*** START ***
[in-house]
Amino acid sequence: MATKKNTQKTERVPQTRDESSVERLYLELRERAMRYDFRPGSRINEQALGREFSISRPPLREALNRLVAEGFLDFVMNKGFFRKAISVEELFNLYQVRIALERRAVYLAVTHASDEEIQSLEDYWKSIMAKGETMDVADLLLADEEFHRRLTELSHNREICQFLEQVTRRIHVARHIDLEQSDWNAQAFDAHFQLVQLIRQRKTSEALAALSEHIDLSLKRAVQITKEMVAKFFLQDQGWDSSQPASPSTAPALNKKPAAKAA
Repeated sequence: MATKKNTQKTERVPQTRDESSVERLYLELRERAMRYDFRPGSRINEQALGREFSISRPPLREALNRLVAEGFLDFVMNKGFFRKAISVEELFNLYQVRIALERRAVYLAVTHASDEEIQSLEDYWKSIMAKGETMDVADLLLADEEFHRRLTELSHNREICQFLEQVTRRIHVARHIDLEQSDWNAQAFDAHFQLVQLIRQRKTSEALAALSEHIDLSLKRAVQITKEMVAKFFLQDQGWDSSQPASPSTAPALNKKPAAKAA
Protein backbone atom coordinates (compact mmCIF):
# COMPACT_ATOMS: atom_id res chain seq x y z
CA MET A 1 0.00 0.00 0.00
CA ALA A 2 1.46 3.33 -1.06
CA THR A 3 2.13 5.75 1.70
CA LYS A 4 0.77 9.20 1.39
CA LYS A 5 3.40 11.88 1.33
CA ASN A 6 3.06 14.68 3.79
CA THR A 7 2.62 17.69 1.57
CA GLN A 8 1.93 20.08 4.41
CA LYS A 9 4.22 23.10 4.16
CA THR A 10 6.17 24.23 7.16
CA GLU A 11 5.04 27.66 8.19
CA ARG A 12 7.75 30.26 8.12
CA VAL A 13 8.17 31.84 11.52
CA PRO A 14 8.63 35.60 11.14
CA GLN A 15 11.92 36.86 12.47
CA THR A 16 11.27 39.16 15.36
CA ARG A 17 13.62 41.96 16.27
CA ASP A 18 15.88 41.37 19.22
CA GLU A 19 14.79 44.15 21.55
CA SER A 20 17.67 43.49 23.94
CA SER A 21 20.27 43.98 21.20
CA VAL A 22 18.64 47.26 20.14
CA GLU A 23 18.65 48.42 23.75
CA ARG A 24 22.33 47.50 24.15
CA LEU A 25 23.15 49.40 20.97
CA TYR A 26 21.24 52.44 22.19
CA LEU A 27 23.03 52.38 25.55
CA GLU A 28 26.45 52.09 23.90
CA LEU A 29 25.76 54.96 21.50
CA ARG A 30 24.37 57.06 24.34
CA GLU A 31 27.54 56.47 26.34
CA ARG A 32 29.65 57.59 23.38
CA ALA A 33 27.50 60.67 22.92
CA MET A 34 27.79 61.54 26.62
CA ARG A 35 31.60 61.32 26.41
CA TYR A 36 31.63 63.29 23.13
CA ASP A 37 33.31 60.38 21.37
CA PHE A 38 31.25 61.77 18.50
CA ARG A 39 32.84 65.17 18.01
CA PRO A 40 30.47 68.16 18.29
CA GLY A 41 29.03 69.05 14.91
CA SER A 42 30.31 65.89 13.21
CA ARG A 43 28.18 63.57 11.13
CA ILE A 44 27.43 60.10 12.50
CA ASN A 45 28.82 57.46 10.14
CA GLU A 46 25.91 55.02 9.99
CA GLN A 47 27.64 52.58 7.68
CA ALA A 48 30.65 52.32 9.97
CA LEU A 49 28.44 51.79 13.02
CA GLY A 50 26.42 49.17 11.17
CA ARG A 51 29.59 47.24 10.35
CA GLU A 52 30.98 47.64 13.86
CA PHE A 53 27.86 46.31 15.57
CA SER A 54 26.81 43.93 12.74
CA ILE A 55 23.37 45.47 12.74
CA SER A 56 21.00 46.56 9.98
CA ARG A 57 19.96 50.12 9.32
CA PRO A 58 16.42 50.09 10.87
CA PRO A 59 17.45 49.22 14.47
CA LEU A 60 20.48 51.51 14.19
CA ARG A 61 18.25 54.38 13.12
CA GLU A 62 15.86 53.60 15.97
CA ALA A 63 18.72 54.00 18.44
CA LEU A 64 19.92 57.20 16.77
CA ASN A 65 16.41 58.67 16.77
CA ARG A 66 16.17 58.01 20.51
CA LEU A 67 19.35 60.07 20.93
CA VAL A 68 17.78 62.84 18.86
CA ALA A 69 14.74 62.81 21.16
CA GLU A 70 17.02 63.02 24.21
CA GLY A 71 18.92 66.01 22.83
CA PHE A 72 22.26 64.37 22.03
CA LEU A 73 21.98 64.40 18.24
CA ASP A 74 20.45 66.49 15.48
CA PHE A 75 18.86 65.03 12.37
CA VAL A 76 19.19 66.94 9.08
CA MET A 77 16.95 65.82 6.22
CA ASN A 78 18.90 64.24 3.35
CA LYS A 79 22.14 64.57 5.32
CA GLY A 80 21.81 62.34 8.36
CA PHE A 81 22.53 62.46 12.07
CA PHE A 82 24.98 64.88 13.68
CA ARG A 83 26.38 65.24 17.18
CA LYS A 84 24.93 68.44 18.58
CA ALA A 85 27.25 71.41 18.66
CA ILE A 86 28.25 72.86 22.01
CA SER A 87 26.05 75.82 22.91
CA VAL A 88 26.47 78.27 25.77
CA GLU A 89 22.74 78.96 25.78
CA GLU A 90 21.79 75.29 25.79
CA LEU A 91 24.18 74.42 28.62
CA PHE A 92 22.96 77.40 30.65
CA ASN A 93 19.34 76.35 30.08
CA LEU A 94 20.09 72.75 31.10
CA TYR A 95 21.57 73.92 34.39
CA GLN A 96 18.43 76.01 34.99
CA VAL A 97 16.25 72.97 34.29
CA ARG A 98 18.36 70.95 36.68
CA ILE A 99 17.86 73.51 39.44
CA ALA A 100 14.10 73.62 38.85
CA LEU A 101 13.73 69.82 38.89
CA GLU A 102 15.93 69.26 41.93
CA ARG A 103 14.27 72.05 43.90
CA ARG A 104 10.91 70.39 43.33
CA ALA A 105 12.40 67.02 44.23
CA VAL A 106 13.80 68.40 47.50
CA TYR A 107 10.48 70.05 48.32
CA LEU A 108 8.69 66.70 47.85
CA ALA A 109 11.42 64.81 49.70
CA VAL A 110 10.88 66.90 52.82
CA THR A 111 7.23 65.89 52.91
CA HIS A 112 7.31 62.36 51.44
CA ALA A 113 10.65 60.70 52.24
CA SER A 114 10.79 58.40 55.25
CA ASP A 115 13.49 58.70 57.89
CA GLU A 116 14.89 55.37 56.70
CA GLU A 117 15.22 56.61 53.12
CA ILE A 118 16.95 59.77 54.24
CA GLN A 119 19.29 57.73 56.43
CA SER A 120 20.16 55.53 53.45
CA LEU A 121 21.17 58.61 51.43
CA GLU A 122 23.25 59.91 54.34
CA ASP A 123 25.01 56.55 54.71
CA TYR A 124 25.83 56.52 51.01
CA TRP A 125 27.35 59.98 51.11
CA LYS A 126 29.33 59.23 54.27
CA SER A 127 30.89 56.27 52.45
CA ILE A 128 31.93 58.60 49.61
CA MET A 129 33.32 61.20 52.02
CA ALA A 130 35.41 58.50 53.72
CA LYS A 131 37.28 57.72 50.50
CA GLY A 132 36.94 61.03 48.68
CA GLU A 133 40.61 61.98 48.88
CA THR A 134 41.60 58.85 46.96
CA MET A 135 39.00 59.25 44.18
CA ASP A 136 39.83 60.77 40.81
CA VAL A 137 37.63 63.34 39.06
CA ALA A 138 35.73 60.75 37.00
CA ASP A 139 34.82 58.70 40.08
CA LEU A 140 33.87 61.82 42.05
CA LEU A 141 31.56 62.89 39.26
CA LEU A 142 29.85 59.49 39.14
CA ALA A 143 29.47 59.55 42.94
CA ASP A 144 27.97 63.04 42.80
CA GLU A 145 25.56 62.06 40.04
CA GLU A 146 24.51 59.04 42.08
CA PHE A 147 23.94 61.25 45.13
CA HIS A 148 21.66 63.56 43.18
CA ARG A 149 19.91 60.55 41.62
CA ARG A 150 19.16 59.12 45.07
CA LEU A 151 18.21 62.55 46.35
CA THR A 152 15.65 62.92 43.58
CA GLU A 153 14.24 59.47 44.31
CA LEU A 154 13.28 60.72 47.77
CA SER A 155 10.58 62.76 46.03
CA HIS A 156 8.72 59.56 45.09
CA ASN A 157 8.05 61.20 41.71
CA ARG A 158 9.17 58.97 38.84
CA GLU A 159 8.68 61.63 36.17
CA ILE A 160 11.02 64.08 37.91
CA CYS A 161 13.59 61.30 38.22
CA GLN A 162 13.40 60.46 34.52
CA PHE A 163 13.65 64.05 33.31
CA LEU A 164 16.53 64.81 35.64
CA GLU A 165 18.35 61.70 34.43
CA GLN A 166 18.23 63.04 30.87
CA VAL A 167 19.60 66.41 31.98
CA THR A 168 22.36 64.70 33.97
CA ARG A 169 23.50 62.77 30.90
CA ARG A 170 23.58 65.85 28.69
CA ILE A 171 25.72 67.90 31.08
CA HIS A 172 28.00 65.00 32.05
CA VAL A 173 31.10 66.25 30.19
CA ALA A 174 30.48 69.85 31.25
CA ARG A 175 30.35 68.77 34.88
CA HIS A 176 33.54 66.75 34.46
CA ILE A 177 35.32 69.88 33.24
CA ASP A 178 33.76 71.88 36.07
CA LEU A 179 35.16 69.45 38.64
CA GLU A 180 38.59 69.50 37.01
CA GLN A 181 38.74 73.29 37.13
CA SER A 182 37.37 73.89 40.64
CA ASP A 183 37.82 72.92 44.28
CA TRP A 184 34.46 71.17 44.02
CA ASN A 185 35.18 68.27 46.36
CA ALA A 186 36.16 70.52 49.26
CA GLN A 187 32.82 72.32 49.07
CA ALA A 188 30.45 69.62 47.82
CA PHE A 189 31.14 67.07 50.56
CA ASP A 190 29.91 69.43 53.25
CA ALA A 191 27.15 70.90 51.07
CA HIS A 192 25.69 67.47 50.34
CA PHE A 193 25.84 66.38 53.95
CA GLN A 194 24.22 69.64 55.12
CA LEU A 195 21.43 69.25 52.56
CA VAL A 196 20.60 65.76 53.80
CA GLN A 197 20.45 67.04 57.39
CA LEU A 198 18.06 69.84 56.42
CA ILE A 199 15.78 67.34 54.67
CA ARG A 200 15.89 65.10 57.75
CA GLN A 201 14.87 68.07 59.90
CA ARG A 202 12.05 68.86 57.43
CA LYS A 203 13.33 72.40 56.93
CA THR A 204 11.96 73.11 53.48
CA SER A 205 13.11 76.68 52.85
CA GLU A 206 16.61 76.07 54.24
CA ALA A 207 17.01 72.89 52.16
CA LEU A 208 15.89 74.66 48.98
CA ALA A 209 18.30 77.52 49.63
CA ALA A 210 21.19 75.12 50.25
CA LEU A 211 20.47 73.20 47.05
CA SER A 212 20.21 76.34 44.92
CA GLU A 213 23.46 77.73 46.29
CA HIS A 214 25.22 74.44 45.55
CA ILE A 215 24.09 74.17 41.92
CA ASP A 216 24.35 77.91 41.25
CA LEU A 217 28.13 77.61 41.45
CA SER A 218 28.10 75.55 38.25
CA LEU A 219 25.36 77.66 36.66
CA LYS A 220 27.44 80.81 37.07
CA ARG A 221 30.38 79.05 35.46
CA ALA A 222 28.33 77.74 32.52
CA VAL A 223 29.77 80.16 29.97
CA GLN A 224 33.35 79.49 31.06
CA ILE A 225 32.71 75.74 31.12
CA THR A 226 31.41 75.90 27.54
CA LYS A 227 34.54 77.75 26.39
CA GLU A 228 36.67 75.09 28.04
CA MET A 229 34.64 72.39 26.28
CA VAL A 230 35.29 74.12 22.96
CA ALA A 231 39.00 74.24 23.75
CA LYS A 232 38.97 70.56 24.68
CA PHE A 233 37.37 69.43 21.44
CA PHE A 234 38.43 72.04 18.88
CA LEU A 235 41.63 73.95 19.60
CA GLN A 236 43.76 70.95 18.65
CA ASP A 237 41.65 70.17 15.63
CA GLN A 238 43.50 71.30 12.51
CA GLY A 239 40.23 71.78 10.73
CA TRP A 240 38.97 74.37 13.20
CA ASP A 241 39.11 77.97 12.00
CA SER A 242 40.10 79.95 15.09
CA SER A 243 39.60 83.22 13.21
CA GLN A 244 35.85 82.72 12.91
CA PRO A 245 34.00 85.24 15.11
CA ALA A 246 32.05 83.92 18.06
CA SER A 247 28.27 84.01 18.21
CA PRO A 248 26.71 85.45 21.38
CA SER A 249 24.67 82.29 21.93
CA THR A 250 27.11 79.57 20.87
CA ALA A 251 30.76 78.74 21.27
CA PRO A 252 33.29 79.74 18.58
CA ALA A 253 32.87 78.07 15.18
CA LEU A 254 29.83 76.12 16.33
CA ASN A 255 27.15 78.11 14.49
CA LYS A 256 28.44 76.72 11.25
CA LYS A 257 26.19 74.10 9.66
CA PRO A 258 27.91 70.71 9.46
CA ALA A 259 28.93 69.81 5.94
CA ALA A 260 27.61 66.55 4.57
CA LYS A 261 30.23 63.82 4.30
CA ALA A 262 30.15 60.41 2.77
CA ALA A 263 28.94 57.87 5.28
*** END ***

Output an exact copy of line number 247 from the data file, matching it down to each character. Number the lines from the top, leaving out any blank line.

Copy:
CA SER A 242 40.10 79.95 15.09